Monday, August 03, 2015
‘You okay?’ Asks a distant voice. I focus back in the mirror and see my wife behind me, looking slightly concerned.
‘I was miles away.’ I tell her, slowly coming back to an early Monday morning, with another sales mountain to climb. She doesn’t want to know where, some things need to be kept private in a marriage if you want to rack up the milestones.
‘Where exactly?’ Says my wife, unhelpfully.
Doing that gazing in to the middle-distance thing, when you don’t like the reflection in the shaving mirror. Wondering, like some gap-toothed pensioner about to be shoehorned into a care home, where the years went? And why I’m still flogging homes for a bean-counter boss I wouldn’t extinguish if I saw him smouldering in a pile of profit and loss accounts.
‘Just thinking.’ I tell her neutrally. I should know better.
That, when I was nineteen and The Clash fought the law and lost rather comprehensively, I imagined I could win. I didn’t know about escalating targets, cost-cutting pedants and a public that will lie to you through their teeth if it achieves their property goals. Naive, on reflection. But then I thought tartan bondage trousers and a clip-on nose safety pin, were relevant. What? There was no way I was going to permanently pierce myself…
‘Just wondering what the week holds in store.’ I eventually fudge.
‘Same old same old, you always say when I ask.’ She replies, with a shrug.
She doesn’t need to know what happens when you deal with property all day long. If I told her about every gut-wrenching setback perpetrated by sloppy solicitors, lazy lenders and destructive surveyors she’s be suicidal after a week. It’s taken me years to get this disillusioned.
Truth is, I was doing that Turn A Different Corner thing. Wondering, after scraping away even more pesky grey bristles, what I might have achieved with a bit more get up and go? I certainly wouldn’t have stayed this long. Stayed with a bunch of Corporate form-fillers. The headhunting offers, from estate agency recruitment firms, dried up about the time my double-breasted three piece suit fell out of fashion and I’m still too timid to start my own estate agency business. I’ve repossessed enough houses where the owners used the family home as collateral for a business loan.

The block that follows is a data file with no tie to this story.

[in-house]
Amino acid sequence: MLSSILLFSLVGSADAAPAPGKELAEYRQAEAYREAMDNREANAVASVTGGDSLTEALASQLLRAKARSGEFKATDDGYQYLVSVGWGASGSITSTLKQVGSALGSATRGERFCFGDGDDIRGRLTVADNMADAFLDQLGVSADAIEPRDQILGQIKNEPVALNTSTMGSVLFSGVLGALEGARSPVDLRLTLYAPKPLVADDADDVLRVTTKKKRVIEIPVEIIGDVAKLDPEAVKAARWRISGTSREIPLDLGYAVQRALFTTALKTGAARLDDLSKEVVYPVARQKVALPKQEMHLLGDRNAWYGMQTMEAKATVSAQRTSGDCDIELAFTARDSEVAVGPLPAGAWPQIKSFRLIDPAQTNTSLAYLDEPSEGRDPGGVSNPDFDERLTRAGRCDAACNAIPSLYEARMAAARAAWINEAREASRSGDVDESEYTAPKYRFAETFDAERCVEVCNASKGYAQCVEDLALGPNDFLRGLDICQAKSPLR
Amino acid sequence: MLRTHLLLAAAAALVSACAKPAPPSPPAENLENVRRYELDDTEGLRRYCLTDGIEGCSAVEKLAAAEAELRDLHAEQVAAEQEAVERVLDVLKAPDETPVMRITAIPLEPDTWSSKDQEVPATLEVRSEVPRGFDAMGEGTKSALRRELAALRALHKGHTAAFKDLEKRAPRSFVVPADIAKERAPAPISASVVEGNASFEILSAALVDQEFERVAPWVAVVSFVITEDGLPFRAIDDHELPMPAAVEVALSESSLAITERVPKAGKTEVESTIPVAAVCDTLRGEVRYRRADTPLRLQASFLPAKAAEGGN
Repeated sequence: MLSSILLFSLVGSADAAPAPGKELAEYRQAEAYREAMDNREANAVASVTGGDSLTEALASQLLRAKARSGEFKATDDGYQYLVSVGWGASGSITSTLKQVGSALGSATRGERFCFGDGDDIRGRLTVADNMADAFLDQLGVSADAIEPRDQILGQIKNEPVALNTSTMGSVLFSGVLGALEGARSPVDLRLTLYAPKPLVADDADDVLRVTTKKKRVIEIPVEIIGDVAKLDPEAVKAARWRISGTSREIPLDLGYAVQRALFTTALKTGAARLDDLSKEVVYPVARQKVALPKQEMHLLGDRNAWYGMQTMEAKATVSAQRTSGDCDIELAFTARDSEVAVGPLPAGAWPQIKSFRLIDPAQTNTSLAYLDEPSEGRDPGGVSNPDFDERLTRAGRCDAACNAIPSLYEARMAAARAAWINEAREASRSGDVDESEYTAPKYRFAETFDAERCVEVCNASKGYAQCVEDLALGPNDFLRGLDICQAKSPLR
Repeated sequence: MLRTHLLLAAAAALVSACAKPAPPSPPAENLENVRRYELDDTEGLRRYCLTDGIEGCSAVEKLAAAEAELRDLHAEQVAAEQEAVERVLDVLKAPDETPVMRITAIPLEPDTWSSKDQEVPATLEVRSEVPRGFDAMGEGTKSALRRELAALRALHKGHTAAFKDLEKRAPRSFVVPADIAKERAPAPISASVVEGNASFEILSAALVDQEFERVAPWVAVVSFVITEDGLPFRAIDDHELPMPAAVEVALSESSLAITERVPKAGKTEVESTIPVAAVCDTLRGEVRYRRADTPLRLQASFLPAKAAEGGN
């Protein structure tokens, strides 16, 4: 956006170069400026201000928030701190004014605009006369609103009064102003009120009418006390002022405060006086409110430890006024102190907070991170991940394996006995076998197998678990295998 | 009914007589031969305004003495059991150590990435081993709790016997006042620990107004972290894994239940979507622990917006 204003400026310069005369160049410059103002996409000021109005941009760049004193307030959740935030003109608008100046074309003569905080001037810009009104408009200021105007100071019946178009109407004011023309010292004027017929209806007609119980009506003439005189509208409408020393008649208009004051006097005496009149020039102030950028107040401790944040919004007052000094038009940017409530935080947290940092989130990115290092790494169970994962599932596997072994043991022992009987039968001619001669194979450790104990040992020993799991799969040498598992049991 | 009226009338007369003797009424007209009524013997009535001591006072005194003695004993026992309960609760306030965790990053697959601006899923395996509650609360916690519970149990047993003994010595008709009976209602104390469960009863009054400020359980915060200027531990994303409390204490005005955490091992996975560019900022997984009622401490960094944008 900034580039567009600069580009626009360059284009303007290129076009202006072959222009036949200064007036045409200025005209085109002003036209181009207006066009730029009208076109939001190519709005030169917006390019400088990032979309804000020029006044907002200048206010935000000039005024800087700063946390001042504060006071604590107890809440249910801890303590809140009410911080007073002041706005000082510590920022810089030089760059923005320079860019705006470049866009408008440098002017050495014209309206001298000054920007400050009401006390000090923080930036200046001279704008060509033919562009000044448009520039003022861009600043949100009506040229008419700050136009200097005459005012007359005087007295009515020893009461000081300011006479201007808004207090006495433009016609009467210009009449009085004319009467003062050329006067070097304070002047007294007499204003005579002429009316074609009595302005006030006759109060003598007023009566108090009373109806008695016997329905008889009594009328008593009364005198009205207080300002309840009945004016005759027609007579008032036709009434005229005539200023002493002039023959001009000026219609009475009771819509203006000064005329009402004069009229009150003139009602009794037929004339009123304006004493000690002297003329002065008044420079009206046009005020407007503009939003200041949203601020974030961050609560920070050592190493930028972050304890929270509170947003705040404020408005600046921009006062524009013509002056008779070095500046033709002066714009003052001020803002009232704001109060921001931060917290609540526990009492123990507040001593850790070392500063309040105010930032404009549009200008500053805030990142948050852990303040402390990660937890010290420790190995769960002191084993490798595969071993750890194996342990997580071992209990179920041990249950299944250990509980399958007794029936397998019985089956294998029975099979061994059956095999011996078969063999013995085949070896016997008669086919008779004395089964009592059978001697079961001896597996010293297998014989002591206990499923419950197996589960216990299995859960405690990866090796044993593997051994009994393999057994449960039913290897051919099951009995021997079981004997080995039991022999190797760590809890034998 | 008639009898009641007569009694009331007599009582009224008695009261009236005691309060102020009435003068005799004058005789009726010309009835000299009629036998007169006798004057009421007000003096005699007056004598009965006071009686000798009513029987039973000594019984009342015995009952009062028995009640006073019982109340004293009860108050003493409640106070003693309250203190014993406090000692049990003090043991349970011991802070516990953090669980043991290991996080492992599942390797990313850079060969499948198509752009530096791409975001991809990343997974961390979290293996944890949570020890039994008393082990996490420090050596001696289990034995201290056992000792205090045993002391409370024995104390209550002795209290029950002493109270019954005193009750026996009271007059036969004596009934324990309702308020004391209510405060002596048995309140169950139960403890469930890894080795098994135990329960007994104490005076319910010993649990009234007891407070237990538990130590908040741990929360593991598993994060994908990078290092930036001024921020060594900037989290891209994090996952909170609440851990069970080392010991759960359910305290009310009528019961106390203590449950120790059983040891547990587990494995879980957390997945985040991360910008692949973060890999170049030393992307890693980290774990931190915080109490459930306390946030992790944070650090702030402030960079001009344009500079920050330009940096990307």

‘Have you got much on?’ She persists, gallantly.
Underneath the vest and boxer shorts I’m more naked than you could ever imagine, I want to say. But unless it’s your last Rolo, sharing isn’t always a good thing.
I open my pocket diary and she laughs at me.
‘You are a stubborn old sod.’
The truth can wound. ‘Why?’ I ask her needlessly.
‘Because you could have all that information on your phone.’
I could, in theory, but I find a phone that is smarter than me as much of a threat as each new agent that has opened up in every town I’ve worked in. And besides, the screen is too small to see without reading glasses. And I’m holding out. Holding out doggedly. No sign of a hero, though.
I’ve been in enough homes, where regrets seep from the walls like a damaged damp-proof course. Homes where memories sit mournfully on mantelpieces in the shape of faded photographs and where yet another wrinkly owner, who doesn’t want to leave, counsels you: “Don’t get old son. it’s no fun.”
But the alternative isn’t too peachy either, Pops.
‘You need to move with technology.’ Says my wife, with the sort of kindly smile you give to the old lady who pushes the empty pram round town, muttering endlessly to the non-existent baby.
I used to be the youngest branch manager in the company, but short of keeping a mystical painting in the attic - and mine is full of old Lego sets and boxed Furbies we just can’t throw away - time will run you down every….well… time.
She’s right about the phone, she usually is, but I’m damned if I’m giving Apple any more of my hard-earned cash.
Analogue man in a digital world - still spitting.
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Thursday, July 23, 2015
Sat outside another identikit Executive detached home built in a bland, non-regional, style by one of the National house builders, about fifteen years ago. The only thing I know for sure, apart from the fact that the architects responsible for these charisma-free homes, never actually live in one, is the asking price is too high.
Negotiator S saw the fifty-something couple in the office and managed to deflect their initially combative approach, and palpable dislike for estate agents, in to a valuation appointment for me. She’s good like that.
They may think I’ll miss it, but I can see the opposition estate agent’s sun-bleached for sale sign tucked down the side path, a path with the minimum width allowed before the next house was built slap bang against it. Land with planning permission was at a premium a decade and a half ago, just as it is now. They’re not making any more of it, and it’s the reason several local planning officers are rumoured to have - paid for in cash - holiday villas in Spain.
‘They wouldn’t say how much they’re on the market for.’ S had told me after she’d booked me the appointment. ‘But I’ll find out.’
‘It’ll be too much.’ I told her gracelessly.
It took her fifteen minutes and my thoughts were confirmed. Six months with the shitesters across the high street. £50,000 more than it was worth and a long, restrictive sole agency, finally finished. Got to love a challenge.